A little too much love!?

Boy, has it been a week. I’ve had increased stress, loss of sleep, trouble eating, and emotional trauma. (Not because of the kids this time, thank goodness!) This time it’s the ducks.

See, I’m trying to love the least of these… which really includes anyone and everyone… aaaand apparently it includes my duckies.

The struggle is REAL.

And now we have a duck in Carter’s bathtub. (The ultimate duck-lover’s sacrifice.)

I find myself at 3 in the morning hearing the quack of my feathered ladies outside the bedroom window (note to self: move the coop this summer!). It’s their cries of distress and I know it all too well. We are pretty much surrounded by woods and fields for miles and miles. Predators abound. We’ve lost our ladies to foxes, raccoons, opossums, coyotes, and great horned owls so far.  But now that the coop is close enough to hear, I KNOW when it happens. I can’t sleep through that!

So on night no.1 I heard the quack of fear and ran outside in my pj’s and rain boots (PS It’s still below 30 degrees at night here in MI.) to find 2 of our 3 ladies quacking away and moving warily around the edge of their fence line. I opened their house to find the last duck with a raccoon’s paws around it’s neck. Poor thing! The coon ran out and climbed our tall fence (which I naively thought wouldn’t happen to us) and I realized our problems were only beginning. Those varmints are marauders. They destroy everything they touch, never mind that they leave a mess of their victims’ pieces- GROSS!  I waited and watched the woods as I hovered over the injured duckie for a half hour before feeling she was going to make it and all the ladies were safe. I reluctantly headed back to bed.

I awoke later (like 7:00) that morning to find that our victimized duckie had not made it through the night due to a return visit from the coon. (Special thanks to the hubs for cleaning up the mess of pieces I “couldn’t reach” under the coop!) And a hole had been dug right under the fence this time.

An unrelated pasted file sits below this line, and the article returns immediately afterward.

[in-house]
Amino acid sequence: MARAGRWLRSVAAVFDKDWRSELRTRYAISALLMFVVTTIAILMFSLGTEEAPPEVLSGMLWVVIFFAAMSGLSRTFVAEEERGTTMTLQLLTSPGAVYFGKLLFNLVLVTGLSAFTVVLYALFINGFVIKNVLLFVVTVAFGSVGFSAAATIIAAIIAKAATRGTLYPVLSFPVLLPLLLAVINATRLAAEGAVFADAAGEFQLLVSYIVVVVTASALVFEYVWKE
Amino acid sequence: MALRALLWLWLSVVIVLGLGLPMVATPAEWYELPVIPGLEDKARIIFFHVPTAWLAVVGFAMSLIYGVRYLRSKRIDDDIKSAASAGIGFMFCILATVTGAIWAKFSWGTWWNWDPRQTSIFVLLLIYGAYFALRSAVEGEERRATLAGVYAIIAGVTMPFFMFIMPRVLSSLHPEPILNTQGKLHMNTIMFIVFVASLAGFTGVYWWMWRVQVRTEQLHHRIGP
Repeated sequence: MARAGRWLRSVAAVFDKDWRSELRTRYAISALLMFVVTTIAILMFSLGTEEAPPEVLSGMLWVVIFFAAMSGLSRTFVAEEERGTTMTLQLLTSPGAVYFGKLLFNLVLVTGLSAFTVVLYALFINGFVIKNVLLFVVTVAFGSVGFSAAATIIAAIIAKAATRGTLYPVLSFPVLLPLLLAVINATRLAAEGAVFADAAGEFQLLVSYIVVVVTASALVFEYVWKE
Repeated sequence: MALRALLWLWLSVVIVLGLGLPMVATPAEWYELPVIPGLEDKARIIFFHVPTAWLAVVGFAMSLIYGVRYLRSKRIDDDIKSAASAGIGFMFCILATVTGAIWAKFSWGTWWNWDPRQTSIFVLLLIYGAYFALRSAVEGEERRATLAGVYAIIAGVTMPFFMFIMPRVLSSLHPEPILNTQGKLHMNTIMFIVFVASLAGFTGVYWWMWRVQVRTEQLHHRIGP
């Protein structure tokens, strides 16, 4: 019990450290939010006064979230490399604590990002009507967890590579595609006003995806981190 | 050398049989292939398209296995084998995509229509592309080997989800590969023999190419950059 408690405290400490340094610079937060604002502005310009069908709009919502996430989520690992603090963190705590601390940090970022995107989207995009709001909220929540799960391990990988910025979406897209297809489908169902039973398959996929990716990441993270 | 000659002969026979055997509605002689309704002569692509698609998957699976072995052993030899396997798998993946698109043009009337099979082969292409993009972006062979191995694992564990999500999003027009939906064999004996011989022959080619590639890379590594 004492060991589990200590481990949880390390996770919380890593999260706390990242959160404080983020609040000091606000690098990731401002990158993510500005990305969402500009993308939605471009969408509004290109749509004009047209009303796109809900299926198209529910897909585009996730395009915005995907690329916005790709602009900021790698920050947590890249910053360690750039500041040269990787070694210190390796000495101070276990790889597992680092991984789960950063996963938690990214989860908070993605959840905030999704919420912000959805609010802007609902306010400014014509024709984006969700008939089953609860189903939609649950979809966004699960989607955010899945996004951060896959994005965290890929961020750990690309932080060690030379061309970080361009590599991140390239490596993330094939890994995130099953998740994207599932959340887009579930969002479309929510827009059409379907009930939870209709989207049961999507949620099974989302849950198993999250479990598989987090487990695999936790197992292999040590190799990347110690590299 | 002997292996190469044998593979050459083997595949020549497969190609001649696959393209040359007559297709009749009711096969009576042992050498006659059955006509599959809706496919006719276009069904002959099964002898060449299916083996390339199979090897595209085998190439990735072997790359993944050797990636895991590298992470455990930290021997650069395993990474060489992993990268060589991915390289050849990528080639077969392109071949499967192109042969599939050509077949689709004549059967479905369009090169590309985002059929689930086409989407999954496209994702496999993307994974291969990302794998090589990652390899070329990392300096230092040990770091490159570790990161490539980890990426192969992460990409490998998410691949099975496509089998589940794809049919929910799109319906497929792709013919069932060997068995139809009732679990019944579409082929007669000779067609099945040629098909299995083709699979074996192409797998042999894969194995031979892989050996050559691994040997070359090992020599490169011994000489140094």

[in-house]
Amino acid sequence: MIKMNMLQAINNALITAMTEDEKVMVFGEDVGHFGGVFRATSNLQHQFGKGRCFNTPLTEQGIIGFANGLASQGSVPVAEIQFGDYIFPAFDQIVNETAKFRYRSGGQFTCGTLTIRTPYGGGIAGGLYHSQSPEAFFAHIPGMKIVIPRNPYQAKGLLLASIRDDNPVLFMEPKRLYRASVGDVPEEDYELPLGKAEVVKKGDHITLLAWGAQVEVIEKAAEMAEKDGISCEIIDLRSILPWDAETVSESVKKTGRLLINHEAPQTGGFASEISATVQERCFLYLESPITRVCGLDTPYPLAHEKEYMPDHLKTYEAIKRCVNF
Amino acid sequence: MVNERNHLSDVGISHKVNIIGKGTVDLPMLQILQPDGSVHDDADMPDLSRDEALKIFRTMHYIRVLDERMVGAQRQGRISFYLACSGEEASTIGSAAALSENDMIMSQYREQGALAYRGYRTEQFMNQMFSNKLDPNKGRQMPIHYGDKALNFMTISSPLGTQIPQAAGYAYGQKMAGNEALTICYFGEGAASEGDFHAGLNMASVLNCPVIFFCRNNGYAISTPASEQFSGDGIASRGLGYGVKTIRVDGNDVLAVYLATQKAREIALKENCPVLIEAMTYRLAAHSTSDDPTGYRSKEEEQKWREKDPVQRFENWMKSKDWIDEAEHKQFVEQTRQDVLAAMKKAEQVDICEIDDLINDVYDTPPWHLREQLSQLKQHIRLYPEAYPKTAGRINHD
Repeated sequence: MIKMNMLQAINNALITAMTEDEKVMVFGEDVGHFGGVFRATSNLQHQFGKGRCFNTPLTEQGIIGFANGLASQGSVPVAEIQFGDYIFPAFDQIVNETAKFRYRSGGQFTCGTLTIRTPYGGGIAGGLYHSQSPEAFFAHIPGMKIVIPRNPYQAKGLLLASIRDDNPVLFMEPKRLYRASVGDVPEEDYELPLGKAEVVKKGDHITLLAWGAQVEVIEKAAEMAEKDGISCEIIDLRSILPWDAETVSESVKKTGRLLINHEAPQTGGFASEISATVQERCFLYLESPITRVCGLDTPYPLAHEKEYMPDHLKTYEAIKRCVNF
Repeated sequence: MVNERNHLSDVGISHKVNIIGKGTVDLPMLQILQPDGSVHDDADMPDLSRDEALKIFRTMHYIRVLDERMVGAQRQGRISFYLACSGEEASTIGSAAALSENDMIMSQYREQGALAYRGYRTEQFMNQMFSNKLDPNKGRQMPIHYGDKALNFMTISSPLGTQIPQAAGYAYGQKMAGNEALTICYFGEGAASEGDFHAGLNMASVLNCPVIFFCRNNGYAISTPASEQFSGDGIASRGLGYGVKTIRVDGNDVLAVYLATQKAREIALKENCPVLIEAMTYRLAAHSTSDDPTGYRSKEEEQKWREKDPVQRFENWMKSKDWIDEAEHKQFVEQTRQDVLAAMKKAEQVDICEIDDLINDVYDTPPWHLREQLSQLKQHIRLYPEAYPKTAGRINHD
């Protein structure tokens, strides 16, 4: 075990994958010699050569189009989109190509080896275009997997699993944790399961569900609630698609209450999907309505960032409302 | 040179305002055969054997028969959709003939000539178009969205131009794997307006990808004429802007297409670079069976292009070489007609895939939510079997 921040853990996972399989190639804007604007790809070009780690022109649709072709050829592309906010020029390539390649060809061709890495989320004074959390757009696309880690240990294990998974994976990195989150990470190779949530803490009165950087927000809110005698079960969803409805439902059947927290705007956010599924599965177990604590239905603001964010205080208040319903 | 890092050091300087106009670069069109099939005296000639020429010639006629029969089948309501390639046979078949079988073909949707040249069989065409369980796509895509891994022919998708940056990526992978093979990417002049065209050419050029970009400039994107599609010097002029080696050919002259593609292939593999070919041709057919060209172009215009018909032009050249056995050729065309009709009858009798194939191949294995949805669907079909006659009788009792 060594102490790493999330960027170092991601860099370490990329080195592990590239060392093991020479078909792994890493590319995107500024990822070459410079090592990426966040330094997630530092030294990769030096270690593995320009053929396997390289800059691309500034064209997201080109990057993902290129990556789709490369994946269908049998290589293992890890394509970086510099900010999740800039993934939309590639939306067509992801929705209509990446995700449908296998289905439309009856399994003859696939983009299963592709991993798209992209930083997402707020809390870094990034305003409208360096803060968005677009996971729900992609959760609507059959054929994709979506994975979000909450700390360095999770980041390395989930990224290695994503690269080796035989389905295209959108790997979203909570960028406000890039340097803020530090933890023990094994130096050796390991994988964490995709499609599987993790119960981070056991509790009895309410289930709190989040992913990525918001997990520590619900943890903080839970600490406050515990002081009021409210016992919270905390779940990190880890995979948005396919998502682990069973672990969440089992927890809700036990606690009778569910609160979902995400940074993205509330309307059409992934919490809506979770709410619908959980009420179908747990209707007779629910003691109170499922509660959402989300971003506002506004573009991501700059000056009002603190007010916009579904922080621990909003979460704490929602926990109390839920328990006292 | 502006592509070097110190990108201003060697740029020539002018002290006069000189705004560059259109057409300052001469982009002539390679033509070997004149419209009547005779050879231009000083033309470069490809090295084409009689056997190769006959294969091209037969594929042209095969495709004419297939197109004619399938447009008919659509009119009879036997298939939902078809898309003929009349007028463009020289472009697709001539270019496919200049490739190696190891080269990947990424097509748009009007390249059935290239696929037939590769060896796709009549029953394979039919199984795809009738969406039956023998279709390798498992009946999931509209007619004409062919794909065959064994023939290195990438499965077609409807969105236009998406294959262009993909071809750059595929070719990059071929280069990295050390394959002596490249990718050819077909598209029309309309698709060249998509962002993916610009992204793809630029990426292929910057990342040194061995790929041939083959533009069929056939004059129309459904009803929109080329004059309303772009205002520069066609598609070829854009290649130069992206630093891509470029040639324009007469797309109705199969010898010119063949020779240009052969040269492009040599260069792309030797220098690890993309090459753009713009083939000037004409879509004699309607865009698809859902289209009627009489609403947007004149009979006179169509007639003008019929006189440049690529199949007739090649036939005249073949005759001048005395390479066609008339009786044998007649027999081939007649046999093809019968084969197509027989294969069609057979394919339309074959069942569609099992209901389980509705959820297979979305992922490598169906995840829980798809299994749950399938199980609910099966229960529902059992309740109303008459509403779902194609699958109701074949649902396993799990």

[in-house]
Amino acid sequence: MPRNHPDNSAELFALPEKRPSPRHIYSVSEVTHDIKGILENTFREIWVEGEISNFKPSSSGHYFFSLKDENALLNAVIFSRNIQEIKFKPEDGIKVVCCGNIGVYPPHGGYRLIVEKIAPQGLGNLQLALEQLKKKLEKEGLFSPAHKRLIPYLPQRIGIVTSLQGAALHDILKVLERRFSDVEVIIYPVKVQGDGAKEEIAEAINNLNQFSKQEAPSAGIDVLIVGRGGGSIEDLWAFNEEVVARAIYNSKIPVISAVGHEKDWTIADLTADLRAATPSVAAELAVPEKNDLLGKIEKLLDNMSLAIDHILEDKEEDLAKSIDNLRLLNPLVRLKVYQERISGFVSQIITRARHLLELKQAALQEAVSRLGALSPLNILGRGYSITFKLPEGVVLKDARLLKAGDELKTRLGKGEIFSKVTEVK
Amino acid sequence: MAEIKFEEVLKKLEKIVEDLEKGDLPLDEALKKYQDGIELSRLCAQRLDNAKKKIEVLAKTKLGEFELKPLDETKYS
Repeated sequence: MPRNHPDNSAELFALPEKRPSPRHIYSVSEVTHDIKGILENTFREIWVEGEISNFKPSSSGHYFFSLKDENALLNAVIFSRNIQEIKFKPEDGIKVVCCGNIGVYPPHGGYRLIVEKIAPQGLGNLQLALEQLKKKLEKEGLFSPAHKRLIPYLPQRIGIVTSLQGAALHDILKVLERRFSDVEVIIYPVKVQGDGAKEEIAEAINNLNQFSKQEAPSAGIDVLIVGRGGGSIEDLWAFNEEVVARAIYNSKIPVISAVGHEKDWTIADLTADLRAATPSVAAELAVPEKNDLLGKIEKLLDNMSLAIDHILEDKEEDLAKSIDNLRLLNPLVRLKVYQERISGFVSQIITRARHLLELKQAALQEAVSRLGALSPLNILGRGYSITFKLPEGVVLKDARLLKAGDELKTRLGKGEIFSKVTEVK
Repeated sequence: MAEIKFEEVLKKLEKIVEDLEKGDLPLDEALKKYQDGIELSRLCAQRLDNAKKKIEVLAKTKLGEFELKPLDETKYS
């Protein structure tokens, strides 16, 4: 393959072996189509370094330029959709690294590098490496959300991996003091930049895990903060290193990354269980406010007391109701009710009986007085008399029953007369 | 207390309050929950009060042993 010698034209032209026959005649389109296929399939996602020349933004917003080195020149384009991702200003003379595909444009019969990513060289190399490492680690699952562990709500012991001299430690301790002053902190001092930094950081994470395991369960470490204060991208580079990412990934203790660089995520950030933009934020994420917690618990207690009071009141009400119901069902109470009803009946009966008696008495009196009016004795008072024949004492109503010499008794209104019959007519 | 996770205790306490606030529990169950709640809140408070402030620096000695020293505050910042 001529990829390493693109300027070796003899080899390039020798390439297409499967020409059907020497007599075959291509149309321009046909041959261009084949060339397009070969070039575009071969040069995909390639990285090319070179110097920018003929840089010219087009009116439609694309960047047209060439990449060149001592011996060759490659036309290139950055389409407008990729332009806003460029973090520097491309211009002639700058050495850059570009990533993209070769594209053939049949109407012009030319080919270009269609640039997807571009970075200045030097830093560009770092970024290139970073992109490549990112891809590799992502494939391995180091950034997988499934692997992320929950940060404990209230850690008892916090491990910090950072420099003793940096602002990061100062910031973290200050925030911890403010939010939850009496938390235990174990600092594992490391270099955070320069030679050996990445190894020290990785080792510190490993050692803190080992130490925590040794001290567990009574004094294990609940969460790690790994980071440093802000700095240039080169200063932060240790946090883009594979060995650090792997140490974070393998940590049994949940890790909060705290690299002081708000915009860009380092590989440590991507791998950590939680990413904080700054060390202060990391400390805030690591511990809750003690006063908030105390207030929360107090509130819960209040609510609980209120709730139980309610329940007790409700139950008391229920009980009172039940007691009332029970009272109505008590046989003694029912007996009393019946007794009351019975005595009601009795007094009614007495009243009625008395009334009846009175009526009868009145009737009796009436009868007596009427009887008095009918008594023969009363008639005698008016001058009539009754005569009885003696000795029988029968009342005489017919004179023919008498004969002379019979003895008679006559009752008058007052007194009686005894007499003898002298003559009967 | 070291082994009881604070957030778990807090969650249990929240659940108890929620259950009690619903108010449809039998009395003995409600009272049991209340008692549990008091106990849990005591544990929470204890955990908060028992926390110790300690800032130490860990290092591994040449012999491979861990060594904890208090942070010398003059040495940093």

Night no.2 I literally woke up with anxiety attacks every hour or so. I flew to the window to peer into the night wondering if I had really heard their quacks or was I just dreaming? The whole darn day was spent counting heads out the window to make sure they were really safe. Lord knows I was NOT letting them out to roam the yard today!

Day no.3 I woke up at 3:30 am to the urgent  quacks and then silence. (Any mother of young children knows that silence is worse than noise.) This time Collin was ready. He had his gun by the bed. Fortunately/unfortunately he insisted on getting dressed to go out ‘coon huntin’ in the woods. (Really!? I heard silence. Hurry it up!!) He got his gear and headed out while I kept the dog quiet and watched out the window (& shout-whispered my two cents of course). Again, one duck was in the coop with blood on it’s neck while the other was hiding by the fence. He trod around the coop, scanned every single tree, and stalked the wood line but to no avail.  He returned 45 minutes later to close up the coop only to find the coon still hiding in the rafters of our duck house!! Thank goodness, he’s thorough because that rascal never got another breath. He’s buried behind the barn now with the opossum from last fall. VICTORY! (However momentary, it is still sweet.)

Moral of the story? I have none at the moment. Perhaps I was just wanting ya’ll to know love needs boundaries… I haven’t seemed to find healthy ones here, as poor Carter will be showering with a duck for a few days. Perhaps it is also important to choose where we invest our love. I’m sure there’s a whole sermon there.  Please feel free to comment below on your thoughts for a conclusion here. I know God speaks to me even through ducks!

** A quick update: Our injured lady has returned to the coop! She did lose an eye- quite a tragedy- however, she’s recovering well in every other way. Carter even re-named her after a family viewing of Finding Dory. While brushing his teeth and watching her swim in his tub he proclaimed she should now be called Becky.**

One lonely lady waiting for the convalescent to return.

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